Tuesday, December 23, 2003

More Signs of the Times

I saw these driving up I-65 from Indianapolis this weekend, meaning millions of people have already seen 'em, but here it is anyway:

  • The "Flying J" truck stop chain's usual series of billboards now proudly proclaim themselves to have "WiFi Hotspots."
  • There have already been Starbucks at the oases on the Indiana Tollway, and I believe they're coming to the Tri-State in Illinois. This was the first time I saw a Starbucks advertised on one of those "Food" signs placed ahead of each Interstate exit. Some may see this as a bad sign of encroaching Starbucks domination (like McDonald's doesn't already dominate the highways). Many travelers who've endured bad gas station coffee will see this as a good sign: finally, a place to be assured of a decent cuppa Joe. Just as long as they're open 24 hours and will fill Thermoses.
Even though the exit with the Starbucks was still in the Indianapolis suburbs, it suggested to me another part of a trend noted by people who marks such things: the resettlement of populations along the interstates. As rural areas continue to empty out, only the interstate corridors show any potential for growth. Industry locates there for easy access to trucking, and small town reinvent themselves as retail centers, extended rest stops or tourist attractions (like my father's hometown of Walnut, Iowa turned all of its empty stores into an "Antique City."). Not suburbs, or even exurbs. Call them "exit-burbs."
Just a few days after I first posted this entry, the Chicago Tribune had an article about hotspots at truck stops becoming a big draw. That's me: two days ahead of the curve.

Friday, December 12, 2003

People Are Wonderful/No Damn Good

I�m back from a long stretch of business and distraction with a couple stories about my adventures in beer geekdom. Although you can probably substitute �Wine,� �Cheese,� even �Cigars� for �Beer,� and there�s a similar story out there.
Back in November, my homebrew club, BOSS, held its usual meeting with samplings of various beers. We popped open one bottle from a brewer with a good reputation for strong, over-the-top beers that age very well. We lifted our sampling glasses and were immediately hit by the smell of� a dirty diaper. Somehow, we had gotten hold of a contaminated bottle, or one that had simply gone stale.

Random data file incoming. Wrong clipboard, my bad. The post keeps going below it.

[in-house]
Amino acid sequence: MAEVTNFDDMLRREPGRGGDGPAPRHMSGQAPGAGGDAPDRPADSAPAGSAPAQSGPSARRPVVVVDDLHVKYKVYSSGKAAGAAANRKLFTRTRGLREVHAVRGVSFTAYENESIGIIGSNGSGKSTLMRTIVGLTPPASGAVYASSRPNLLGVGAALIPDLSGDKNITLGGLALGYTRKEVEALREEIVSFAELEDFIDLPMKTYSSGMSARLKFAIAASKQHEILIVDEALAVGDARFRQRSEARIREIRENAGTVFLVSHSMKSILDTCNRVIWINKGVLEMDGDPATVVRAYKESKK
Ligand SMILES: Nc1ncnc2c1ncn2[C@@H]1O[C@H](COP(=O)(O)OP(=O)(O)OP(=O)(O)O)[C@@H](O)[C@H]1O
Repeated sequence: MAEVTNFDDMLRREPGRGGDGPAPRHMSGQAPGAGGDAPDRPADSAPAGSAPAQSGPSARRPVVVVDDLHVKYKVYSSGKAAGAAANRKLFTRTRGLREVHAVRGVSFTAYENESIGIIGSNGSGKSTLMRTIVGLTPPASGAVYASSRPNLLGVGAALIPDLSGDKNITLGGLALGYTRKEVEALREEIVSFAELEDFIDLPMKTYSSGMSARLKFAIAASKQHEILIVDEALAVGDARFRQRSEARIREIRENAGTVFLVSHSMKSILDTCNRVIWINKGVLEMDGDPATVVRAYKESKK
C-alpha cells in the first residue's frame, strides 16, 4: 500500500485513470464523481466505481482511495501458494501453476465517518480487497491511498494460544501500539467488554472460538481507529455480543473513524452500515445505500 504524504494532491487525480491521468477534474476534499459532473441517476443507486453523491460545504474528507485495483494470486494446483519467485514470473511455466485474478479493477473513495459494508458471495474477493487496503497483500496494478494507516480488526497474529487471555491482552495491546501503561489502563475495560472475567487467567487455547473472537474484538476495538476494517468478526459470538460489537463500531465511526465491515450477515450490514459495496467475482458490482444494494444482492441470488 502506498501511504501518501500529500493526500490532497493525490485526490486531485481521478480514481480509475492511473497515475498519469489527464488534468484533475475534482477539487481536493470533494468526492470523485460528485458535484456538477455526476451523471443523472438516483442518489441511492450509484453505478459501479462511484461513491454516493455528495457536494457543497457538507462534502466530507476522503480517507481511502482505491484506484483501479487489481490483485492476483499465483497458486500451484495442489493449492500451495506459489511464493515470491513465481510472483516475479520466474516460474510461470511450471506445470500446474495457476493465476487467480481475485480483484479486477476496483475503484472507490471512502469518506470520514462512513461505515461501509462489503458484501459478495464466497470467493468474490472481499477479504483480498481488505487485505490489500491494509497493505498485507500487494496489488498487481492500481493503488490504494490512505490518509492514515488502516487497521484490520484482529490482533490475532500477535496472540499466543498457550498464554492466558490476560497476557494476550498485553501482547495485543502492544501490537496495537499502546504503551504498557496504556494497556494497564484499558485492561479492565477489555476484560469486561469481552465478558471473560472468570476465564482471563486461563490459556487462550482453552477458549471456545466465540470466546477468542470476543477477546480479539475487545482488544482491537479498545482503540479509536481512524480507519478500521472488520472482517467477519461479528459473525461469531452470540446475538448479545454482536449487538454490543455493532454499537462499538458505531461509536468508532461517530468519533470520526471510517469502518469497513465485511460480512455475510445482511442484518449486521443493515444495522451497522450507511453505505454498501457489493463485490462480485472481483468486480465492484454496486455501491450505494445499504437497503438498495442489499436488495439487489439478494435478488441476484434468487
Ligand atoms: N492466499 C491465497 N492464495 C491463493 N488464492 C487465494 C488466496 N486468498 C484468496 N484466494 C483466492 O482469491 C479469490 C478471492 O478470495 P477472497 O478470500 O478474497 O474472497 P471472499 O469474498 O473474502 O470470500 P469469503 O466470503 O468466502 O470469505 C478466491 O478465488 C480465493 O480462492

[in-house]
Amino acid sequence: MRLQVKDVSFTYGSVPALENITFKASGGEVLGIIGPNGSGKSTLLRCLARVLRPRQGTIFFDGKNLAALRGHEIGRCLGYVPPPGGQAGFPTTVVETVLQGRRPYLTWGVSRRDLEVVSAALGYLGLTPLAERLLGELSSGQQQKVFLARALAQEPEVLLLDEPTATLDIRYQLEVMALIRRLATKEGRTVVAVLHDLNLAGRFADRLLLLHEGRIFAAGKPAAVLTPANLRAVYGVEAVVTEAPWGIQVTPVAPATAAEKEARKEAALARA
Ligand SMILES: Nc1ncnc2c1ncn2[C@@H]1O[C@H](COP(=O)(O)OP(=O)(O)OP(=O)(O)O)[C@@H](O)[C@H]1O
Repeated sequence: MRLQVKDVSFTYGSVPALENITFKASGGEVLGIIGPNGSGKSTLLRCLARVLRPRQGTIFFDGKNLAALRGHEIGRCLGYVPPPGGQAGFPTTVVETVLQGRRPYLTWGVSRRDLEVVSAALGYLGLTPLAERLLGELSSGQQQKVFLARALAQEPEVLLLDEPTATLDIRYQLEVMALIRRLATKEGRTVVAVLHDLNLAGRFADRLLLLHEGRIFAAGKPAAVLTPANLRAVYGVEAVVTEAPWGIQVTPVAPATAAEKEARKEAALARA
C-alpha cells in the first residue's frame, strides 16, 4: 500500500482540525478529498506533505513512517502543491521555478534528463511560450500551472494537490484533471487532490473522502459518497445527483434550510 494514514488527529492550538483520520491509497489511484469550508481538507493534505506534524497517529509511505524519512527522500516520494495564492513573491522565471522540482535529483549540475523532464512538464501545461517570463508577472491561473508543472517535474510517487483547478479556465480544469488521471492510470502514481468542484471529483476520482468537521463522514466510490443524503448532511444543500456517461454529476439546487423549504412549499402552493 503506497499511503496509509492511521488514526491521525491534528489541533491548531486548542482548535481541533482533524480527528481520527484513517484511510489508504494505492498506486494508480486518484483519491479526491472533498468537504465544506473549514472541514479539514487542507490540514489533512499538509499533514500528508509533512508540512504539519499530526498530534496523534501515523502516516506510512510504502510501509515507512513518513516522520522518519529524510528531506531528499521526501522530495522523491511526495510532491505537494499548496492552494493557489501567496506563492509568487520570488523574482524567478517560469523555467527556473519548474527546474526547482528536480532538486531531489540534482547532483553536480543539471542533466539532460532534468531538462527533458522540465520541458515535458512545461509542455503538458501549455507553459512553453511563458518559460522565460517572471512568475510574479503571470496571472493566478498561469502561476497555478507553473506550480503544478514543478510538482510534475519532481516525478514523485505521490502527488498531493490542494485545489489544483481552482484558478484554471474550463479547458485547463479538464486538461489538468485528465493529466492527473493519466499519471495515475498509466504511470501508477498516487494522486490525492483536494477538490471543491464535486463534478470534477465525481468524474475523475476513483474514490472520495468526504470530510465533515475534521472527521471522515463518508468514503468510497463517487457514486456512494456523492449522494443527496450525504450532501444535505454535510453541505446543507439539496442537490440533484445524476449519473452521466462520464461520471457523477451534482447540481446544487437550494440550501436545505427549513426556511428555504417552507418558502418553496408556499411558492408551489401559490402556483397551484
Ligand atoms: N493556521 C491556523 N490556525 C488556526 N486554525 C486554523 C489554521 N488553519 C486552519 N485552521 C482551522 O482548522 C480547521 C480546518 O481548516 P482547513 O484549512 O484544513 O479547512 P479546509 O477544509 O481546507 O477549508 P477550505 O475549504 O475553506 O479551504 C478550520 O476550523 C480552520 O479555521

These kinds of things with microbrewed beers. Despite scrupulous attention to sanitation, many of these beers are not pasteurized so they can be �bottle-conditioned:� some active yeast is left in or added to the bottle to continue working on the beer over time, which means a beer like this should improve with age. But the odds are that at some point a bottle will be contaminated or staled.

I said as such when I posted my opinion of the beer at RateBeer.com. That's the link to it on the right, and no, the beer in question is not on that list underneath, those are the latest ten I�ve rated. I give it a low rating, yet explaining that this was likely a single bottle that had gone bad.

Probably not more than five minutes after posting the rating, I had a message in my account from the beer�s brewer. He wrote asking for more information on the bottle, what the date stamp was, so he could find out why there was a bad beer out there. After finding the bottle (which I took home because it could be reused for homebrew), I wrote back that it was dated for last December; and whether it had sat on a store shelf under flourescent lights all that time, or in someone's fridge, could not be determined for certain.

He wrote back asking for my address so he could send some new bottles as soon as they came off the line. Five weeks later, a UPS package arrived with the two new bottles, plus two more of another beer they only have on draft at their tap house.

So first off, I haven�t mentioned the name of the beer involved, so moochers don�t start posting bad reviews in hopes of scoring free brew. But it just goes to show ya that when you�re really interested in someone else�s work, be it beer, or what have you, and you demonstrate your interest with complementary comments (or helpful comments if something goes wrong); then if the people on the other side of the counter also care about what they do, they will sometimes reciprocate that appreciation.

Gotta go now, but I'm also adding some thoughts about the second half of this title. For now, here's a preview at